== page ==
That known as the "Bariloche Model" was first presented in 1974 (A. O. Herrera et al. Catastrophe or New Society? A Latin American World Model. Canada: DRC, 1976). It represented both a response to the diagnostic and proposal embodied in World 3, and a new proposal for the global system. It remains to date the only global model made in the South although such modelling remains an important factor in North-South relations (Graciela Chichilnisky, Global Models and North-South Relations, International Political Science Review, 11, 2, Apr., 1990, pp. 177-185). The Bariloche Model differs from the Meadows Model in three important aspects: rejecting the notion that physical obstacles (energy and natural resources) pose the main threat to the continued development of humanity; being normative rather than descriptive; identifying a small number of key variables and subordinates system behaviour to these — eliminating pollution and natural resources as factors. An overview of many global models was made for UNESCO in 1987 (Wolf Dieter Eberwein and Heinrich Siegmann, Evaluating Long-term Developments by using Global Models, UNESCO, 1987, BEP/GPI/4). It could be argued that in recent years "global modelling" has focused on "global climate modelling" — a dimension absent from the the factors originally taken into account.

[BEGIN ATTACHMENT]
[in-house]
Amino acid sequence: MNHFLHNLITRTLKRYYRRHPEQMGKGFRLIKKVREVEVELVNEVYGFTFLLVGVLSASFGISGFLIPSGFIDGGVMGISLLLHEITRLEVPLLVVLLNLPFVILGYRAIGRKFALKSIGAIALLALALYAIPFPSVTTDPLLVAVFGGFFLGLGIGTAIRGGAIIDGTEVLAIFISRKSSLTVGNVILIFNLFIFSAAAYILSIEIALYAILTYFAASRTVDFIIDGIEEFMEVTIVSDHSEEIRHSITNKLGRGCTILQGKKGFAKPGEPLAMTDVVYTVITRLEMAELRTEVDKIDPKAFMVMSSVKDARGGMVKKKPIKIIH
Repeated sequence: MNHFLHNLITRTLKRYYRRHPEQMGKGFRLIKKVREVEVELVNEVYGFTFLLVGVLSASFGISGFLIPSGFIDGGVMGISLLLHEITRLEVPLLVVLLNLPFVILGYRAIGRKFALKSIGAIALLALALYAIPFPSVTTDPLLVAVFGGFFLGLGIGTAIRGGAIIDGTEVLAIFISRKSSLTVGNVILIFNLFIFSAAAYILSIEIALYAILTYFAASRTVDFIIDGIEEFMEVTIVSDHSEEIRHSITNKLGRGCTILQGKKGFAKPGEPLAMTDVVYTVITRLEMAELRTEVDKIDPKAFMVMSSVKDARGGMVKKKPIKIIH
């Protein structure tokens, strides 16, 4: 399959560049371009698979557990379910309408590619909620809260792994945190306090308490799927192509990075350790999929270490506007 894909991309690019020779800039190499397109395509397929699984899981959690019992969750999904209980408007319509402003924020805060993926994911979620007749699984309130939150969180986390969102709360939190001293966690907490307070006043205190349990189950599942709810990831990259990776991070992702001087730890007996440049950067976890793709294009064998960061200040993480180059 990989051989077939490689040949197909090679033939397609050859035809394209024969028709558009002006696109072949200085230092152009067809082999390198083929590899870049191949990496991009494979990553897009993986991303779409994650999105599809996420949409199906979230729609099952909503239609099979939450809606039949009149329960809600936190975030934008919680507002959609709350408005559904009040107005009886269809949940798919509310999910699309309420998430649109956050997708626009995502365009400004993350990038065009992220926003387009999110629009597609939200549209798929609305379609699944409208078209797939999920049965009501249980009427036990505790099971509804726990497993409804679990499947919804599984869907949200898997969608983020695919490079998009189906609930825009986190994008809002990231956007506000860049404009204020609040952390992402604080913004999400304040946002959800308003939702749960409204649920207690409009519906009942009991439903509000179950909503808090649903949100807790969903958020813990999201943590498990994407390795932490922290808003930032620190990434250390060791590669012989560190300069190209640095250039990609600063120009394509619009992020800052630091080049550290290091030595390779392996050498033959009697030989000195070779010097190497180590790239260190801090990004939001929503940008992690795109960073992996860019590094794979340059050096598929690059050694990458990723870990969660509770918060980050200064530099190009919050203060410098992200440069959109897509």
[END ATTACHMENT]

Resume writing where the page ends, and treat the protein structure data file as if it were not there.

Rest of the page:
3. The preoccupation with "Mankind" had been the focus of the International Futures Research Inaugural Conference (Oslo, 1967) convened by Mankind 2000 (founded in 1964) and resulting in publication of a selection of the papers (edited by Johan Galtung and Robert Jungk, Mankind 2000. Allen and Unwin, 1969). The narrow focus of The Limits to Growth on only 5 key problems was instrumental in the formulation of a collaborative project by Mankind 2000 and the Union of International Associations from 1972 to produce a Yearbook of World Problems and Human Potential (1976), subsequently updated as an Encyclopedia of World Problems and Human Potential (1983-1986, 1988-1990, 1992-1995) before conversion into an online form (1997-2000) under a European Union contract (Ecolynx: Information Context for Biodiversity Conservation). Its many interlinked databases notably include profiles of 56,000 interlinked "problems" pereceived by international organizations, together with 32,000 remedial "strategies" envisaged by international constituencies. The distinction between the system dynamics approach of The Limits to Growth and that of the topological network approach of the Encyclopedia initiative is discussed separately (Global modelling perspective) and has been subsequently summarized (Metaphorical Geometry in Quest of Globality — in response to global governance challenges, 2009).
4. Following publication by Ervin László of Goals for Mankind: a Report to the Club of Rome on the New Horizons of Global Community (1976) a discussion in 1978 between the author and Aurelio Peccei, founder and first president of the Club of Rome, led to the founding of the Club of Budapest in 1993 as a framework for creative people in diverse fields of art, literature, and the spiritual domains of culture. It is dedicated to the proposition that "only by changing ourselves we can change the world — and that to change ourselves we need the kind of insight and perception that art, literature, and the domains of the spirit can best provide".